Packers’ patchwork line keeps Bears at bay

So much for the notion that Aaron Rodgers’ health would be at

risk behind the Green Bay Packers’ banged-up offensive line.

With the Packers missing three of their top four tackles because

of injuries and only two offensive line starters playing the same

positions they were in Week 1, the patchwork Packers held the

Chicago Bears’ defense at bay in a 35-21 victory Sunday night.

Rodgers wasn’t sacked and threw five touchdowns, allowing Green

Bay to clinch home-field advantage throughout the NFC playoffs and

knock Chicago out of playoff contention.

”I barely got touched out there,” Rodgers said Sunday night.

”That’s always fun.”

Still, Packers coach Mike McCarthy might be tempted to rest

Rodgers for at least some of Sunday’s regular-season finale against

Detroit to keep him out of harm’s way.

”At the end of the day, you’re going to do what’s best for this

team and the individuals on your football team,” McCarthy said

Monday. ”We’re preparing to win this game.”

A significant injury to Rodgers would be catastrophic for the

Packers’ hopes of repeating as Super Bowl champions, and there was

plenty of concern about the line’s ability to protect him from

Julius Peppers and the rest of the Bears’ solid defensive

front.

Rodgers had been sacked seven times and taken several other big

hits in the Packers’ previous two games, a victory over Oakland and

a loss at Kansas City.

”When your quarterback’s getting hit and sacked as much as

Aaron the past couple weeks, that’s the last thing you want to have

happen as an offensive lineman,” lineman T.J. Lang said. ”There

wasn’t a whole lot of talking. Everyone understood the urgency

level that we had to have to win those one-on-one battles and keep

(Rodgers) clean because he can make a lot of big plays when he’s

not getting touched.”

Lang switched from left guard to right tackle after the Packers

lost starter Bryan Bulaga to a sprained left knee and backup Derek

Sherrod to a broken right leg against the Chiefs.

Evan Dietrich-Smith stepped in for Lang at left guard. Backup

Marshall Newhouse already had been filling in at left tackle for

Chad Clifton, out since Oct. 9 with hamstring and back

injuries.

That meant center Scott Wells and right guard Josh Sitton were

the only two players in the same spots they were in for the

Packers’ season opener against New Orleans.

It didn’t work particularly well against the Chiefs, Rodgers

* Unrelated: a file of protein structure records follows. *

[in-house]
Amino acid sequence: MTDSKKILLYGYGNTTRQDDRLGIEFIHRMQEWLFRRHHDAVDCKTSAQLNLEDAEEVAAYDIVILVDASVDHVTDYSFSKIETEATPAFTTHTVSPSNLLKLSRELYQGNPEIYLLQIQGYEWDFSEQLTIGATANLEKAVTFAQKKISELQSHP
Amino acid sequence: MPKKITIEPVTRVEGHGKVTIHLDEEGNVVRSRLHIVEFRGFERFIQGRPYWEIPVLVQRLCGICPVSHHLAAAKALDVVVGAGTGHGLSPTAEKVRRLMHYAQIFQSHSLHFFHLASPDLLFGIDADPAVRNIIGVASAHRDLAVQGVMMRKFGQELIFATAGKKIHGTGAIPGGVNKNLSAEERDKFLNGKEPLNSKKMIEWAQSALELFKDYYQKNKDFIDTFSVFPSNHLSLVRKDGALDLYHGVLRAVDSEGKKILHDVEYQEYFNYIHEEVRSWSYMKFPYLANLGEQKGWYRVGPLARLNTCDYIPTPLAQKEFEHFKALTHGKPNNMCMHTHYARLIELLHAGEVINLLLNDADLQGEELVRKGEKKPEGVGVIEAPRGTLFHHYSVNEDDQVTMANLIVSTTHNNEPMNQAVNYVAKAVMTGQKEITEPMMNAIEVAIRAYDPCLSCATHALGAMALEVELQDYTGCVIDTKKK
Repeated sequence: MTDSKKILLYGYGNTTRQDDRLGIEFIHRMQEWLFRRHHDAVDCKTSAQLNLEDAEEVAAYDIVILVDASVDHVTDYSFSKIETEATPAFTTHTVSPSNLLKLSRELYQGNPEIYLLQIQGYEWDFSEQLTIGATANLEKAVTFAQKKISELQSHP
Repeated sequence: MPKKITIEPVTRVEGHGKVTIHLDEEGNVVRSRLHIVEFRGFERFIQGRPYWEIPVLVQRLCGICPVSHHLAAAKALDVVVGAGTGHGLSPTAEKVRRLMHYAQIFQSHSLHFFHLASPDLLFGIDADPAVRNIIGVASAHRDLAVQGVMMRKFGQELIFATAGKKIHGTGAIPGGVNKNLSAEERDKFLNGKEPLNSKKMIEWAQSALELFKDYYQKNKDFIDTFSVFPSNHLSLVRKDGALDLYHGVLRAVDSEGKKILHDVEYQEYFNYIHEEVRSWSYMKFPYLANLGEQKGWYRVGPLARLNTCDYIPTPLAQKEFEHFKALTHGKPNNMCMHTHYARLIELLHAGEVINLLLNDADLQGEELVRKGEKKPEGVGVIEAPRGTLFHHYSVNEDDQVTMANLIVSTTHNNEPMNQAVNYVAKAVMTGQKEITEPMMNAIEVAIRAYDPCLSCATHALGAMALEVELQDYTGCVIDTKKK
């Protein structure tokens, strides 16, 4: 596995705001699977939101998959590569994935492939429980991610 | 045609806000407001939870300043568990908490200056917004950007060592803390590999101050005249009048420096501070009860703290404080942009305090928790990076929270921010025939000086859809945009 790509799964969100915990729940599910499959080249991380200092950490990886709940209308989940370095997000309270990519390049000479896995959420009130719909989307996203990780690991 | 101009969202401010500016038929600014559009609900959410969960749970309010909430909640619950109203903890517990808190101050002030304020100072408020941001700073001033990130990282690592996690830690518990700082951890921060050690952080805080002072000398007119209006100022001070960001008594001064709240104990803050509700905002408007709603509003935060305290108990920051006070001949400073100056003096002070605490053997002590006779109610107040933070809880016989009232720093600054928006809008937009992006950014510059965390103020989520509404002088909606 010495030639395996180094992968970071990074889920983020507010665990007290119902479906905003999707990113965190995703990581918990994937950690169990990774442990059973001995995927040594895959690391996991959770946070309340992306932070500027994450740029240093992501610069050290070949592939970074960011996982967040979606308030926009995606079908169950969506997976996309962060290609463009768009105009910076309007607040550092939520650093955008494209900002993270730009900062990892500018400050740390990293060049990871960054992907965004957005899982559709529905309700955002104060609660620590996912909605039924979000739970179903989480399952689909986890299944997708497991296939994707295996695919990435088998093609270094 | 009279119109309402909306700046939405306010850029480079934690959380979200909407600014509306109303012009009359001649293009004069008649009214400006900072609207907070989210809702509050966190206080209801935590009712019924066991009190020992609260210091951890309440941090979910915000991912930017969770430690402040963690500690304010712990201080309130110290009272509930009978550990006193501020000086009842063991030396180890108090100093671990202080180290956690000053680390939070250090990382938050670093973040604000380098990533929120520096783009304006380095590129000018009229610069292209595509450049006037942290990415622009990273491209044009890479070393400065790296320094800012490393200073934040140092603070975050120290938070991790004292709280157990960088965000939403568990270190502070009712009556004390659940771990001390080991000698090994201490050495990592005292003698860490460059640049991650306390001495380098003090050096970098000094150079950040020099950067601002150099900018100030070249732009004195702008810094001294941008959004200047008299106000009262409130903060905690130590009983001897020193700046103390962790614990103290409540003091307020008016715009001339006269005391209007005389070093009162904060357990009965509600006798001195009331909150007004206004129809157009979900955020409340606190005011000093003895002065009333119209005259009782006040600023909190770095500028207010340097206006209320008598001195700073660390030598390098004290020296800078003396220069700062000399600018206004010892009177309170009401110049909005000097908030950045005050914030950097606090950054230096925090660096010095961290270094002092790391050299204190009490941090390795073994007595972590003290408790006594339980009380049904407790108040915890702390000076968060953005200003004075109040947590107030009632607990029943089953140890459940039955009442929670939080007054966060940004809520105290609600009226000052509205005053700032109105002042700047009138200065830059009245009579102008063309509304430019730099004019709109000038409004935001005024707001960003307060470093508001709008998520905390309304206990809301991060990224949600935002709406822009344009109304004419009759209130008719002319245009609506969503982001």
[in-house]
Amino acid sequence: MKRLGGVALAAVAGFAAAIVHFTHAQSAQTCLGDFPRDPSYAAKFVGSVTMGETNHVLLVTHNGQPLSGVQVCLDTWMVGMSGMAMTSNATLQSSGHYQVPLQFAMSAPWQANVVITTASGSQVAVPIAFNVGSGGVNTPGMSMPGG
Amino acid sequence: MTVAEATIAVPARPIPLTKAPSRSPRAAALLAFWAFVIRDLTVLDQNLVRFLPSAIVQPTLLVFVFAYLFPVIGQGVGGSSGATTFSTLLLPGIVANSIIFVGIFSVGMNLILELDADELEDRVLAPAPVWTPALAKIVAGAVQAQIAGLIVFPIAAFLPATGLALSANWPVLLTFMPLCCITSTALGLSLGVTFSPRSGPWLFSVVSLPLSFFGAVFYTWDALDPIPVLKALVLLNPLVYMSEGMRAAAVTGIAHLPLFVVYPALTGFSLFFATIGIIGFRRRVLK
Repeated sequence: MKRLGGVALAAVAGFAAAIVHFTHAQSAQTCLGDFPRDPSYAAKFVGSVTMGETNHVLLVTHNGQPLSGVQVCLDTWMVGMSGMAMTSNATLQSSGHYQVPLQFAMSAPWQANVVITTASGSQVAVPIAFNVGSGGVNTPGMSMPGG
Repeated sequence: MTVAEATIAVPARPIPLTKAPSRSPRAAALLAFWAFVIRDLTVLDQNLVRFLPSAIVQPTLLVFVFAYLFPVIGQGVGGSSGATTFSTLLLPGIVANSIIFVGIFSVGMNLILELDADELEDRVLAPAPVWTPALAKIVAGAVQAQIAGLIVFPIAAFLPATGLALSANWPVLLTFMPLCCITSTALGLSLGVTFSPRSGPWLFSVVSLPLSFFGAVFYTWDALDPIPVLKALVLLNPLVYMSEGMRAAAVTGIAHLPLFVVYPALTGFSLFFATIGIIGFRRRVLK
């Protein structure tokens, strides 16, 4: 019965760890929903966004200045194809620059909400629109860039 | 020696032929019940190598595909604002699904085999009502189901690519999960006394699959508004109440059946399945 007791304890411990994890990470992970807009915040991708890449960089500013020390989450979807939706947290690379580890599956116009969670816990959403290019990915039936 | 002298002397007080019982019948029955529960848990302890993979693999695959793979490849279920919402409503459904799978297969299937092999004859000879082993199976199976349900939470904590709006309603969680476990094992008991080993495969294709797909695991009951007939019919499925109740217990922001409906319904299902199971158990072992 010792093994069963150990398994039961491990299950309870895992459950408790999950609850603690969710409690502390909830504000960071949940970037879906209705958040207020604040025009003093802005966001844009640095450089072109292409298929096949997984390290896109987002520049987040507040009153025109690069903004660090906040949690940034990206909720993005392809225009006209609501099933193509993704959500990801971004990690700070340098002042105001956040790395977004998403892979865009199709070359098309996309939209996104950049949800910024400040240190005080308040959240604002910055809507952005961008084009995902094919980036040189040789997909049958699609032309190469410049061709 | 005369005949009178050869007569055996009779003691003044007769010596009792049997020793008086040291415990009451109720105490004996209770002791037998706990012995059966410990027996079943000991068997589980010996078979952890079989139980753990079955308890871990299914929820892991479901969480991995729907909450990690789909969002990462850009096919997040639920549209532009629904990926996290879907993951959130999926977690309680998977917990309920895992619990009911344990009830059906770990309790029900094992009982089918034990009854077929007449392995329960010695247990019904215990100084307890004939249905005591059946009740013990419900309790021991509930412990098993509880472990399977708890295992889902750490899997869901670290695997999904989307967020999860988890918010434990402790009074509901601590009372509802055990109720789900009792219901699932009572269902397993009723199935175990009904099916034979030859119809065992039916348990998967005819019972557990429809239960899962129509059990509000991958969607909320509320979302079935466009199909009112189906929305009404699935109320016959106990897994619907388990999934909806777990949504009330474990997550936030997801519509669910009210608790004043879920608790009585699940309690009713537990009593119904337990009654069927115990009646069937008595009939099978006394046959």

couldn’t mount a comeback and the Packers lost their first game of

the season. But the reshuffled line then had a week to practice

together and prepare for the Bears, and things looked much better

Sunday night.

McCarthy helped keep the Bears’ pass rush off-balance early by

using a no-huddle offense and rolling out Rodgers, and the line did

the rest.

”That was a big challenge for the offensive line,” McCarthy

said. ”The offensive line actually is going to receive a game ball

when we come back together Wednesday. I think that tells you how we

felt about their performance as a whole.”

The offense did hit a lull in the first half that allowed the

Bears to stay in the game into the third quarter. Then the Packers

scored on three straight possessions to put away the game.

”It was big that we had a full week to kind of jell together

and practice together as the five we had out there starting,” Lang

said Sunday. ”Definitely big for us today to go out and pitch a

shutout in the sack category. It took a little bit more pride in

protecting Aaron. Obviously, the last couple games, he was getting

hit too much. That was one thing we knew that the Bears had a great

pass-rushing defense and we would have to take a little more pride

in winning your individual battle and keep him clean.”

The Packers did allow a sack of backup quarterback Matt Flynn in

the fourth quarter Sunday night, but not until well after the game

had been decided.

”They played excellent,” Rodgers said. ”I think a lot of

people were questioning even the starters and the way that they’ve

played. We had T.J. at right tackle and we had Evan at left guard

and those guys played great. I’ve got to give them a lot of credit.

They’re the MVPs tonight.”

Of course, getting good play from backups is nothing new for a

Packers team that shook off significant injuries to win the Super

Bowl last year.

”For us to not give up any sacks tonight was a huge thing,”

Sitton said. ”It speaks to the guys that we have. Last year, we

dealt with the whole injury thing all year, and this week, we had

to play a couple guys in different positions upfront and everybody

handled it well. It’s pretty cool.”

McCarthy said Bulaga is ”close” to returning, and said he

wants Clifton to play this week.

”He knows that, and that’s the goal,” McCarthy said. ”But

once again, it is an injury situation, and what he’s gone through

the last nine, 10 weeks, we’ll take it day by day.”

And while it’s not clear when Clifton or Bulaga will return, one

thing is certain: The Packers’ backup linemen don’t particularly

like hearing the term ”patchwork” used to describe their

play.

”I think we played pretty well, our quote-unquote `patchwork’

line,” Newhouse said. ”We have guys who have been in the system

for a while and trust each other, and we had a good week of

preparation, so it worked out well.”